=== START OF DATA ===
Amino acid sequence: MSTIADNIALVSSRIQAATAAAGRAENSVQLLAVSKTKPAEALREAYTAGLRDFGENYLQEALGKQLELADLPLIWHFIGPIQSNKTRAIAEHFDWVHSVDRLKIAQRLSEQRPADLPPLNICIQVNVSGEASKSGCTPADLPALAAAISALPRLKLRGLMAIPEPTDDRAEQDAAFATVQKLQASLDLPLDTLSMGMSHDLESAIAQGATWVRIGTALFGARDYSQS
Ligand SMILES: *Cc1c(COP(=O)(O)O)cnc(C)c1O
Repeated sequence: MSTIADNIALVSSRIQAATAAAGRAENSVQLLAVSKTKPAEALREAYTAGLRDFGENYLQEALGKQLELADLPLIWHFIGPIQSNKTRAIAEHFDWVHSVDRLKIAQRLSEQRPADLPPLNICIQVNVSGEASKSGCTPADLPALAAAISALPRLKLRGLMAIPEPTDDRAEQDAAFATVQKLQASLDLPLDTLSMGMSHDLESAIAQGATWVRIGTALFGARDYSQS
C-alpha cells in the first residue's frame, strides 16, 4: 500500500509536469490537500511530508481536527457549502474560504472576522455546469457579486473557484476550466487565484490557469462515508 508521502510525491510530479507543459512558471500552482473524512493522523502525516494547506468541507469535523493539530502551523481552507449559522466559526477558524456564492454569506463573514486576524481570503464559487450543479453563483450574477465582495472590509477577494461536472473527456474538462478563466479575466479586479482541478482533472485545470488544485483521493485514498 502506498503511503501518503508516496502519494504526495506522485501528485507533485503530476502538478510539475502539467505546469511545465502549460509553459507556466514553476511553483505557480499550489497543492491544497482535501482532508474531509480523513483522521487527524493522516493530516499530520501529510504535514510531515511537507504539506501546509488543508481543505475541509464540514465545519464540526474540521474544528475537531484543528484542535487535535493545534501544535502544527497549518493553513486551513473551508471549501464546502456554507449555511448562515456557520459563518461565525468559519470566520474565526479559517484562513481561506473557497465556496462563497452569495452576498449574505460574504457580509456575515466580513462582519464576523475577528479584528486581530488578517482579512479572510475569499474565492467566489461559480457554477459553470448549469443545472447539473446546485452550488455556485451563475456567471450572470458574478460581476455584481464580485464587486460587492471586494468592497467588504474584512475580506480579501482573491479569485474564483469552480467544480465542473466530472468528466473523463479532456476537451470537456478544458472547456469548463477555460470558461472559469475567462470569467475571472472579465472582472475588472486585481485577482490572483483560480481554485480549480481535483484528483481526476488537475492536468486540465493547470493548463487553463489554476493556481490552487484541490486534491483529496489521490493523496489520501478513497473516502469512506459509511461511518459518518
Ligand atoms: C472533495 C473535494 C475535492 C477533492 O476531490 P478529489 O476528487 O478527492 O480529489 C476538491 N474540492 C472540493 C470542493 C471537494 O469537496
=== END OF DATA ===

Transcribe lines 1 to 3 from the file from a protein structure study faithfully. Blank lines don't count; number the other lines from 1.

Amino acid sequence: MSTIADNIALVSSRIQAATAAAGRAENSVQLLAVSKTKPAEALREAYTAGLRDFGENYLQEALGKQLELADLPLIWHFIGPIQSNKTRAIAEHFDWVHSVDRLKIAQRLSEQRPADLPPLNICIQVNVSGEASKSGCTPADLPALAAAISALPRLKLRGLMAIPEPTDDRAEQDAAFATVQKLQASLDLPLDTLSMGMSHDLESAIAQGATWVRIGTALFGARDYSQS
Ligand SMILES: *Cc1c(COP(=O)(O)O)cnc(C)c1O
Repeated sequence: MSTIADNIALVSSRIQAATAAAGRAENSVQLLAVSKTKPAEALREAYTAGLRDFGENYLQEALGKQLELADLPLIWHFIGPIQSNKTRAIAEHFDWVHSVDRLKIAQRLSEQRPADLPPLNICIQVNVSGEASKSGCTPADLPALAAAISALPRLKLRGLMAIPEPTDDRAEQDAAFATVQKLQASLDLPLDTLSMGMSHDLESAIAQGATWVRIGTALFGARDYSQS